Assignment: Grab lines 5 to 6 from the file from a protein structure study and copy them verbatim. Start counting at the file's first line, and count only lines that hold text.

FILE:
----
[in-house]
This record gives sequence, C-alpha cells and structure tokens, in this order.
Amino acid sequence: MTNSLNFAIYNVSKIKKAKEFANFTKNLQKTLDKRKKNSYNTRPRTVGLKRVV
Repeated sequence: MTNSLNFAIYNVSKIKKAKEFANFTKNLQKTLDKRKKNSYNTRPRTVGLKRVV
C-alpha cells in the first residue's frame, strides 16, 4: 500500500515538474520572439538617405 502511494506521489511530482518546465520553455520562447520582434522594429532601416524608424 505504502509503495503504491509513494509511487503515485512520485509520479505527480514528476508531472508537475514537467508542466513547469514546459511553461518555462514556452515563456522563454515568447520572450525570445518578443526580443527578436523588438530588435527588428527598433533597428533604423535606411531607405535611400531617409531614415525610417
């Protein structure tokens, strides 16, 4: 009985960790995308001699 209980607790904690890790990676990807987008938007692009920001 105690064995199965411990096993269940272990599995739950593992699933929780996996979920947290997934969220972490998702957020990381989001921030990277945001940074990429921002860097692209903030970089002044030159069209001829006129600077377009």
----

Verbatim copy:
C-alpha cells in the first residue's frame, strides 16, 4: 500500500515538474520572439538617405 502511494506521489511530482518546465520553455520562447520582434522594429532601416524608424 505504502509503495503504491509513494509511487503515485512520485509520479505527480514528476508531472508537475514537467508542466513547469514546459511553461518555462514556452515563456522563454515568447520572450525570445518578443526580443527578436523588438530588435527588428527598433533597428533604423535606411531607405535611400531617409531614415525610417
């Protein structure tokens, strides 16, 4: 009985960790995308001699 209980607790904690890790990676990807987008938007692009920001 105690064995199965411990096993269940272990599995739950593992699933929780996996979920947290997934969220972490998702957020990381989001921030990277945001940074990429921002860097692209903030970089002044030159069209001829006129600077377009």